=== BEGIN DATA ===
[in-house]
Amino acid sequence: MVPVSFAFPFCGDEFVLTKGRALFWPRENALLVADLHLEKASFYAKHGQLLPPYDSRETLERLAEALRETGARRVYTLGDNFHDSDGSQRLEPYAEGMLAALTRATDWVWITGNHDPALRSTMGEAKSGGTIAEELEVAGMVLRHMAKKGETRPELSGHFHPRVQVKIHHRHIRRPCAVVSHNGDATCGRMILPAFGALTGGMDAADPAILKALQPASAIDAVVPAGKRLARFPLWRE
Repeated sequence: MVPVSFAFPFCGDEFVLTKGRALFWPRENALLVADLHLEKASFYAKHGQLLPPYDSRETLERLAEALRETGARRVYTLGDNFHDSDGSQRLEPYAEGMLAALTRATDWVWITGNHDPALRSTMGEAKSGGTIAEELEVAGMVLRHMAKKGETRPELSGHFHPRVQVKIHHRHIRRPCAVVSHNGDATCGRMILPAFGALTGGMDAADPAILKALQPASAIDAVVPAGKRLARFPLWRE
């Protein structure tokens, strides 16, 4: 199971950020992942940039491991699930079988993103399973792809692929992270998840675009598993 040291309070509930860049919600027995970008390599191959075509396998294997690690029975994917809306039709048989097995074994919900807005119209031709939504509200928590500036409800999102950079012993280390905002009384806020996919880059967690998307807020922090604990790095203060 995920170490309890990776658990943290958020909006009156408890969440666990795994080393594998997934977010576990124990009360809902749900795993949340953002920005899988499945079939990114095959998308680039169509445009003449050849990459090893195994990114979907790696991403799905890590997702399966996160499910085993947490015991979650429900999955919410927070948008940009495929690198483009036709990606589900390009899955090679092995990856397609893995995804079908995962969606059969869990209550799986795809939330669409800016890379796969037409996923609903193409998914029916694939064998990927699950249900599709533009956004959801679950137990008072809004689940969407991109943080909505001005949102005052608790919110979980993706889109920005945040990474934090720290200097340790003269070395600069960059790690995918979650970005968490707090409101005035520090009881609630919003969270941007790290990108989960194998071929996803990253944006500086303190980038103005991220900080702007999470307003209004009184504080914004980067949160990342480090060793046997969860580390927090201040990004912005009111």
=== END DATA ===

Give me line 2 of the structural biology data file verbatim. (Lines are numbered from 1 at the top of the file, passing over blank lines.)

Amino acid sequence: MVPVSFAFPFCGDEFVLTKGRALFWPRENALLVADLHLEKASFYAKHGQLLPPYDSRETLERLAEALRETGARRVYTLGDNFHDSDGSQRLEPYAEGMLAALTRATDWVWITGNHDPALRSTMGEAKSGGTIAEELEVAGMVLRHMAKKGETRPELSGHFHPRVQVKIHHRHIRRPCAVVSHNGDATCGRMILPAFGALTGGMDAADPAILKALQPASAIDAVVPAGKRLARFPLWRE